He suggested that one of the key developments would be a rise in the use of paraplanners within advice and planning firms and also that recognition of the value of their service would grow strongly.
Those were wise words.
Since then, the RDR changes have meant that not only do advisers and planners need more advanced qualifications, but they have had to take a long, hard look at the nature of what services they provide and how they do it. They have needed to demonstrate upfront that they can deliver services that add real value for clients. They have also needed to be confident that they have an appropriate team in place to support them and using paraplanners has become an important part of this process. As if proof were needed, when surveyed in 2013, a massive 81 per cent of IFP members said paraplanning was important to their business.
So we have seen a big focus on making sure advisers and planners have the right credentials to fulfil their roles effectively. But what about paraplanners? What support is in place for them to develop their knowledge and skills? Do we really ensure that their specific needs are catered for?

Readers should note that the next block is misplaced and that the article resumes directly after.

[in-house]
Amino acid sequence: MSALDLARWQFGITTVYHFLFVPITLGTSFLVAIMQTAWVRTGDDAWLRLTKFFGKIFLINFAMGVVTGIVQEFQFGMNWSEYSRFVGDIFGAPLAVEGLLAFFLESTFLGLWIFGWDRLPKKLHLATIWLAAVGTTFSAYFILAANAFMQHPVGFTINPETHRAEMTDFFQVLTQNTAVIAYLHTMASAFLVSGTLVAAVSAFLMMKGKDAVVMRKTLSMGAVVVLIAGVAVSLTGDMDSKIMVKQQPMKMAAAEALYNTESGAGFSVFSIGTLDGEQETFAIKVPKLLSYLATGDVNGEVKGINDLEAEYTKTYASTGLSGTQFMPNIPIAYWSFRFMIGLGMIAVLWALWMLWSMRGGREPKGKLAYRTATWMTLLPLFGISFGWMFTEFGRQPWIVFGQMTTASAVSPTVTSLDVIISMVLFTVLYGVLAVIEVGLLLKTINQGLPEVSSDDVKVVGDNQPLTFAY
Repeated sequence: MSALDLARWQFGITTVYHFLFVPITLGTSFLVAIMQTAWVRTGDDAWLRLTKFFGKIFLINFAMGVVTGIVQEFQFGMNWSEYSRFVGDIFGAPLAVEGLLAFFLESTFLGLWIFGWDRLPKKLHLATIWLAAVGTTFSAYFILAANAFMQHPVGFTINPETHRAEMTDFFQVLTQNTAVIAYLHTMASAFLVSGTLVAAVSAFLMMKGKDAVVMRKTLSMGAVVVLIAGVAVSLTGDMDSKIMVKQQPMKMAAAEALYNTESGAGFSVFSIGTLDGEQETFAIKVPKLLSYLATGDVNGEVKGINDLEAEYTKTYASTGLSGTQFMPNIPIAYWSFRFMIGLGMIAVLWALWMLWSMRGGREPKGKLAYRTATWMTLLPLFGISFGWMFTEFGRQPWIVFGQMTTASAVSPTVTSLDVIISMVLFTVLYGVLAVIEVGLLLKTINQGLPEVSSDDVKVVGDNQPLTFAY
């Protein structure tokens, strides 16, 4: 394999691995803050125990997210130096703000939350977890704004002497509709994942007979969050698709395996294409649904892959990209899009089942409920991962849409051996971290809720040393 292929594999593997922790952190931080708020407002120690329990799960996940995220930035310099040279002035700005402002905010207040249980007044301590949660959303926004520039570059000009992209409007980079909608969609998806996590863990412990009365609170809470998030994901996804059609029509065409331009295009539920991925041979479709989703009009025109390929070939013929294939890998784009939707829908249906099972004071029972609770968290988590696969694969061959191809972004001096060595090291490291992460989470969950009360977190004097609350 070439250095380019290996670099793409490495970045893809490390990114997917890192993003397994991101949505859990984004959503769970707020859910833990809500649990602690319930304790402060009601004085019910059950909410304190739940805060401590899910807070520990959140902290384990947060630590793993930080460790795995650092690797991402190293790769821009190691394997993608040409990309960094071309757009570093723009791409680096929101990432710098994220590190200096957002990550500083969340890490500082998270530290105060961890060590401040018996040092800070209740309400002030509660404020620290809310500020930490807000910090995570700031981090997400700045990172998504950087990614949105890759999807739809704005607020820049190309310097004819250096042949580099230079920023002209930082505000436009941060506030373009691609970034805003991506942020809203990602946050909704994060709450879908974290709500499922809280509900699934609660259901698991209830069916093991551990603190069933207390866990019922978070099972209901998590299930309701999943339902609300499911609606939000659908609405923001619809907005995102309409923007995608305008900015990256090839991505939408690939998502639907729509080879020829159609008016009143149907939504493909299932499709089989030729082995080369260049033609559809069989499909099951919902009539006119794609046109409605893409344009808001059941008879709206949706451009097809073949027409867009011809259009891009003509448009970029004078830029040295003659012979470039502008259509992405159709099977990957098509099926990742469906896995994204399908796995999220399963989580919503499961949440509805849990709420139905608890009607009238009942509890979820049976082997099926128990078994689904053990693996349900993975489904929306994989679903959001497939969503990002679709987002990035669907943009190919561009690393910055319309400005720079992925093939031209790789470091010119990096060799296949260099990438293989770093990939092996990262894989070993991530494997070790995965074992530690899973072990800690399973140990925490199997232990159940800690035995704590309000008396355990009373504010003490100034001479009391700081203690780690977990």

Maintaining sound, up-to-date technical knowledge is one area where paraplanners are generally well catered for. It is down to the individuals and firms they work for as to how they maintain technical competence. Qualifications are a key part of this and we are seeing lots of paraplanners gaining level 4 qualifications, some preferring those specifically aimed at paraplanners, such as the Certificate in Paraplanning from FPSB UK. It is encouraging to see more paraplanners also gaining advanced level 6 qualifications, such as certified financial planner certification.
However, in the important area of skills and best practice, advisers and planners have found throughout the years that it is not just about qualifications. One of the most effective ways of improving what they do is sharing ideas and networking with each other. Financial planners have built a really solid professional community where members see each other as friends as well as sounding boards for business ideas. We are now seeing such a community emerging in paraplanner circles, but there is further to go. The professional bodies can help, providing opportunities for paraplanners to meet their peers in more formal settings.
Unlike registered investment advisers, many paraplanners are not authorised by the FCA to give advice and therefore do not naturally fall within CPD requirements. That does not mean to say that CPD is any less important. Having a well-thought-out training and competence plan for paraplanners, as well as advisers and planners, is a great place to start. It means identifying those areas where paraplanners need to maintain their existing competences, as well as where they need to build new competences in different areas. Once this is done, it is easier to decide what means the individual is going to use to achieve this.